Expanding state immigration enforcement increases material hardship for immigrant households with children
A report from Urban Institute and the National Center for Children in Poverty found that expanding state immigration enforcement policies increased material hardship (such as eviction or difficulty paying for basic household expenses) in immigrant households with children. Although the policies target unauthorized immigrant populations, lawful immigrant households also experienced more material hardship in states with expanded enforcement, suggesting a broader climate of fear created by such policies.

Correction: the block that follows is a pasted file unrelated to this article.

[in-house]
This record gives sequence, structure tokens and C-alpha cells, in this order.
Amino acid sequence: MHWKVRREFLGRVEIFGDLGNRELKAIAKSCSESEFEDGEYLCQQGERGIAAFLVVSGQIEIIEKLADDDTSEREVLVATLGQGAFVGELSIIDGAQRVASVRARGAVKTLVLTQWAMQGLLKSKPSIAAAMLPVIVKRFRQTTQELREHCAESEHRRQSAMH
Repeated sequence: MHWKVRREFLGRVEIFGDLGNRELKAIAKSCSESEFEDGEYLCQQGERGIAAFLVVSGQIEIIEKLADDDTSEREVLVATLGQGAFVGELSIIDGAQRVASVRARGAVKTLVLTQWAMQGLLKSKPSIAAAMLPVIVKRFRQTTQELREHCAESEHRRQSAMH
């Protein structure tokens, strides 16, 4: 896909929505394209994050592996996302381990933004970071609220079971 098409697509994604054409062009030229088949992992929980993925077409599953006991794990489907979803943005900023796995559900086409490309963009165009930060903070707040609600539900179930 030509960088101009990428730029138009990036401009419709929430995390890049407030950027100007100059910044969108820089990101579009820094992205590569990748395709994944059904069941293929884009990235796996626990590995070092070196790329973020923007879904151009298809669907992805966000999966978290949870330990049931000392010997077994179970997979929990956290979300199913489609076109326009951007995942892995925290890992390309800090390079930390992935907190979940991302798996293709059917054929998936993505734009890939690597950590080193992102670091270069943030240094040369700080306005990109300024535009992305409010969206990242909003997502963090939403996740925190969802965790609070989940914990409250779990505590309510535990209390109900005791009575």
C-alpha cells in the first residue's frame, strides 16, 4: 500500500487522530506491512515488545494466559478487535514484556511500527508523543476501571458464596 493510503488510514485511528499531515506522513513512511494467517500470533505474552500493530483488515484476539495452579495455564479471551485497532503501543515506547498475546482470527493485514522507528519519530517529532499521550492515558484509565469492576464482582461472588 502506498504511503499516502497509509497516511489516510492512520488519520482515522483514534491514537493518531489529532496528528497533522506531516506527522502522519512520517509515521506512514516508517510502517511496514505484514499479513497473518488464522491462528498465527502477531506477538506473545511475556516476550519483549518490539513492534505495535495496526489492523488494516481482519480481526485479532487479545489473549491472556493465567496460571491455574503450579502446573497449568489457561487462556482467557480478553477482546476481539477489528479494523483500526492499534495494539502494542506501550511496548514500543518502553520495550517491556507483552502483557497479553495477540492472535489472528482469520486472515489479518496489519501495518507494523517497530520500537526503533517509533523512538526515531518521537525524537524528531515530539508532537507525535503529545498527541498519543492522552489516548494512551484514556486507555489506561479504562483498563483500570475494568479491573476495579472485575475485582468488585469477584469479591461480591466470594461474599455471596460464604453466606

Financial hardship can create stress, and result in a lack of basic necessities (such as housing, electricity, and food) and long-term negative effects on children’s development. One in 10 U.S. children (about 7 million) live with at least one noncitizen parent, and the majority of these children are U.S.-born citizens.